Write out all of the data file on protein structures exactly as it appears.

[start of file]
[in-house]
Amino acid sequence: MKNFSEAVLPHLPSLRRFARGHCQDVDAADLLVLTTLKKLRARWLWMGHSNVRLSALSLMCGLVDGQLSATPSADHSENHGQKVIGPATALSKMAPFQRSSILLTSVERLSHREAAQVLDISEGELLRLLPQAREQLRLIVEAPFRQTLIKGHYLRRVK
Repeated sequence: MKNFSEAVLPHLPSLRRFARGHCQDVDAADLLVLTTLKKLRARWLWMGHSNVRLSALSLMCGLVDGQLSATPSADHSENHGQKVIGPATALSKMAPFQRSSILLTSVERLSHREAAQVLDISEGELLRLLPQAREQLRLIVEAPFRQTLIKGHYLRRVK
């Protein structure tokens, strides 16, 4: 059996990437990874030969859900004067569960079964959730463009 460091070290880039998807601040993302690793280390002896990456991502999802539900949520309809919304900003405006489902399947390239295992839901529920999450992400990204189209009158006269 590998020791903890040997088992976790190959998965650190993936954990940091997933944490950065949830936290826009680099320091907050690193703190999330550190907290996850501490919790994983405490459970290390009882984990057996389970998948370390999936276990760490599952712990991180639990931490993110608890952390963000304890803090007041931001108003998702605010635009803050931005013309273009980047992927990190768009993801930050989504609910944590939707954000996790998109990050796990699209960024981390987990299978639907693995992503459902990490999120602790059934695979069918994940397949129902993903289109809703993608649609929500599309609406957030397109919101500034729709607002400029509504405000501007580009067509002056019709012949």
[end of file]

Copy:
[in-house]
Amino acid sequence: MKNFSEAVLPHLPSLRRFARGHCQDVDAADLLVLTTLKKLRARWLWMGHSNVRLSALSLMCGLVDGQLSATPSADHSENHGQKVIGPATALSKMAPFQRSSILLTSVERLSHREAAQVLDISEGELLRLLPQAREQLRLIVEAPFRQTLIKGHYLRRVK
Repeated sequence: MKNFSEAVLPHLPSLRRFARGHCQDVDAADLLVLTTLKKLRARWLWMGHSNVRLSALSLMCGLVDGQLSATPSADHSENHGQKVIGPATALSKMAPFQRSSILLTSVERLSHREAAQVLDISEGELLRLLPQAREQLRLIVEAPFRQTLIKGHYLRRVK
């Protein structure tokens, strides 16, 4: 059996990437990874030969859900004067569960079964959730463009 460091070290880039998807601040993302690793280390002896990456991502999802539900949520309809919304900003405006489902399947390239295992839901529920999450992400990204189209009158006269 590998020791903890040997088992976790190959998965650190993936954990940091997933944490950065949830936290826009680099320091907050690193703190999330550190907290996850501490919790994983405490459970290390009882984990057996389970998948370390999936276990760490599952712990991180639990931490993110608890952390963000304890803090007041931001108003998702605010635009803050931005013309273009980047992927990190768009993801930050989504609910944590939707954000996790998109990050796990699209960024981390987990299978639907693995992503459902990490999120602790059934695979069918994940397949129902993903289109809703993608649609929500599309609406957030397109919101500034729709607002400029509504405000501007580009067509002056019709012949």